Male lactation, boring GOP candidates, and Netanyahu's blunder: the week's most intriguing Slate stories.

Male lactation, boring GOP candidates, and Netanyahu's blunder: the week's most intriguing Slate stories.

Male lactation, boring GOP candidates, and Netanyahu's blunder: the week's most intriguing Slate stories.

The week's most intriguing stories.
May 28 2011 7:51 AM

Love Children, Humdrum Republicans, and the Apocalypse—Gaga-style.

The week's most interesting Slate stories.

"The Sound of Settling: Maybe Tim Pawlenty is just the sort of boring, solid candidate Republicans need," by David Weigel. His speeches are unremarkable. His media appearances are generic. His politics are soporifically moderate. Tim Pawlenty might just be the GOP's golden ticket to Pennsylvania Avenue.

"Awaiting the Rapture: The longer Republicans wait for an 'exciting' candidate, the worse off they'll be," by John Dickerson. The field of GOP presidential hopefuls reminds Dickerson of "a child's birthday party when the magician doesn't show." The author urges Republicans to stop counting on a "late savior" and start dealing with the candidates they have.

Katy Waldman Katy Waldman

Katy Waldman is Slate’s words correspondent.

"'Love Child': How a bastard phrase went mainstream," by Katie Roiphe. The author takes on a term that's frustrating in its shifting implications—is it judgmental? Tolerant? Neutral? With Arnold Schwarzenegger's son and other "love children" listening, maybe we should watch our language.  

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"What Is Obama's Foreign Policy? He was a realist. He's becoming an idealist," by Jacob Weisberg. When it comes to navigating international affairs, Obama often seems caught between the Scylla and Charybdis of interests and values. Yet his recent response to the Arab Spring suggests that the POTUS' ethical convictions now take precedence.

"Man Milk: My curious quest to breast-feed," by Michael Thomsen. Like guinea pigs and certain fruit bats, it turns out that male humans can produce milk. Armed with this knowledge, organic supplements, and a brand new breast pump, the writer attempts to self-induce lactation. Will milk be spilled or only tears?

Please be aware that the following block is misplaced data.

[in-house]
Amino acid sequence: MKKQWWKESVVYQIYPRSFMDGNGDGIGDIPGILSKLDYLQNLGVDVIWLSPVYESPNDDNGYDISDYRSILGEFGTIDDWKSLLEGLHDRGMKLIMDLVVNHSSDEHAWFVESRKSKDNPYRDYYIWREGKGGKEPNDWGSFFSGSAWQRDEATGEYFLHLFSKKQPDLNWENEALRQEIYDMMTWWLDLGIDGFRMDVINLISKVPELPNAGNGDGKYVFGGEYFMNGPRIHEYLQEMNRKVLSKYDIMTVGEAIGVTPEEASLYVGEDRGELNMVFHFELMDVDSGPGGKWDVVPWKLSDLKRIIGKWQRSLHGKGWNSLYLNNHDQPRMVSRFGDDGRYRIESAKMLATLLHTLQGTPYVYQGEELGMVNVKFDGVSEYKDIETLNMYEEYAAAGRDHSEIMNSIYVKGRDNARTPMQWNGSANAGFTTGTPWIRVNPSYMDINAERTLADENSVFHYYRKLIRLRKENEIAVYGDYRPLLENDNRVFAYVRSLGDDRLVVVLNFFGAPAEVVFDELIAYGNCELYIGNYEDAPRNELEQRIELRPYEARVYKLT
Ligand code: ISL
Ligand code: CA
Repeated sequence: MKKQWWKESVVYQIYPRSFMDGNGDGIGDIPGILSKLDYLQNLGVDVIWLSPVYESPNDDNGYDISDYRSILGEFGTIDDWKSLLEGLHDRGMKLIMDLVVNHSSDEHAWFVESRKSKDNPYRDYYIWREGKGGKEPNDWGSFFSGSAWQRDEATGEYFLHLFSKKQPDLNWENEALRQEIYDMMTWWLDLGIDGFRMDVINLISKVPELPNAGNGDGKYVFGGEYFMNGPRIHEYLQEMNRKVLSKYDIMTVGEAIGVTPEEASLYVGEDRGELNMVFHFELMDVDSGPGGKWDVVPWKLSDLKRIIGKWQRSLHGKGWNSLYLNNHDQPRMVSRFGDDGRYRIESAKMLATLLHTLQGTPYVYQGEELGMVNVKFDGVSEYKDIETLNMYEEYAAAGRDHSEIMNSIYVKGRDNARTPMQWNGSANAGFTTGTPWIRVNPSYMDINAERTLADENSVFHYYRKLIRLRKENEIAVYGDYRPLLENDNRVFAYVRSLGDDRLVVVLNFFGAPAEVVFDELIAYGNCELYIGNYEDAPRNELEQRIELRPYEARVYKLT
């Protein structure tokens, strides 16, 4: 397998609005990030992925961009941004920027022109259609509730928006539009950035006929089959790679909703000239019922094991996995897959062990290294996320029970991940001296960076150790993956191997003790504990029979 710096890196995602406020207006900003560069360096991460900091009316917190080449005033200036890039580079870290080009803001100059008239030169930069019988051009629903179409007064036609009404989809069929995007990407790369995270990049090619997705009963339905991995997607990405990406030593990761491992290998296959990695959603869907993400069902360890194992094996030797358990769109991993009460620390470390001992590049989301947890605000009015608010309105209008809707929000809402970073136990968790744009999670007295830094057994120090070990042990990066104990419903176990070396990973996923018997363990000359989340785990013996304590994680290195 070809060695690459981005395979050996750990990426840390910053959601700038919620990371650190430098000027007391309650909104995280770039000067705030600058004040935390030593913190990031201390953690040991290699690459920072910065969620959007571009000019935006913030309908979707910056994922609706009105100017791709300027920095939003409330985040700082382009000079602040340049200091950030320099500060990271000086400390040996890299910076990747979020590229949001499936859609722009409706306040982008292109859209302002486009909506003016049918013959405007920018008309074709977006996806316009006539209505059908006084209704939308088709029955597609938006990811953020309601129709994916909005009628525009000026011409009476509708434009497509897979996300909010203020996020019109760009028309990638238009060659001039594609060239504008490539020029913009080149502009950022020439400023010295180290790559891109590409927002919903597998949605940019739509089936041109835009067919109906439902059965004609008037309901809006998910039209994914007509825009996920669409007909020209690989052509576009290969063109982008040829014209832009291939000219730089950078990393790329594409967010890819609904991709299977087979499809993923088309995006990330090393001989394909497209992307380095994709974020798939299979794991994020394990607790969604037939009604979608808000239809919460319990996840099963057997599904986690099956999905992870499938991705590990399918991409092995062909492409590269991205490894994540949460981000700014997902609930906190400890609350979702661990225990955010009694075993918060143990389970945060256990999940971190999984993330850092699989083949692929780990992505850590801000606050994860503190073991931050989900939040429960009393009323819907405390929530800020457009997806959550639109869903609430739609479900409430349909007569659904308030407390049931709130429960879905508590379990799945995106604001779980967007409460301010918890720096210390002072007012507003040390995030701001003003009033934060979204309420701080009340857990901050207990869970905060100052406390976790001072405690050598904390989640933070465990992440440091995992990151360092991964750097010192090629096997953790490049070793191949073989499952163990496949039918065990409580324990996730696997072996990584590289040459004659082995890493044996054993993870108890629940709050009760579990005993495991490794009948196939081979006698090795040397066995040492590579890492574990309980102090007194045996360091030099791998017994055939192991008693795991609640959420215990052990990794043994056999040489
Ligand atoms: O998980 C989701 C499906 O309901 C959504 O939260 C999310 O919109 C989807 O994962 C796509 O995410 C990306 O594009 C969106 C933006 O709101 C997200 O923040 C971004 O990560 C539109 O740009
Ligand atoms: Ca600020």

"Netanyahu Blew It: The Israeli prime minister picks a stupid, unnecessary, and wrong fight with President Obama," by Eliot Spitzer. In charging into a debate about Israel's 1967 borders, Netanyahu lost an opportunity to renew a sense of fellowship between Americans and Israelis. His mistake may prove costly at the United Nations this September.

"The King and I: My quest to build the perfect production of King Lear," by Jessica Winter. The curtains open on "Fantasy League Lear," which assembles sublime moments from an array of subpar Lear reenactments. Can Winter build a production worthy of Shakespeare's mad tragedy?

"The Case—Please Hear Me Out—Against the Em Dash: Modern prose doesn't need any more interruptions—seriously," by Noreen Malone. A writer and former copy editor laments—understandably—the flurry of em dashes—such as these—that so barbarically chop up sentence flow. We all may owe the comma an apology.

"The Worst of Youth: Why do we fetishize and overpraise the young?" by Simon Doonan. Honored with a Lifetime Achievement Award from the Fashion Institute of Technology, Doonan must hold his nose and dive into an auditorium filled with vapid, preening and oversexed kids. (Never mind that he likes the FIT graduates he actually encounters).

"The Gaga Rapture: Her new album takes pop to windswept, end-times heights," by Jody Rosen. Rosen says the star's latest songs "[slip] the surly bonds of earth, gusting heavenward to touch the cloudbank where Jesus, or Meatloaf, gazes down from a golden throne." Maybe Gaga should have called her record Born Again This Way

"Thanks for the Doughnuts: When did interns start buying lunch for the office, instead of the other way around?" by Chris Wilson. Wilson tracks the economic downturn by reflecting on the culinary gifts of past and present Slate interns. Sayonara, Slate! We'll miss you.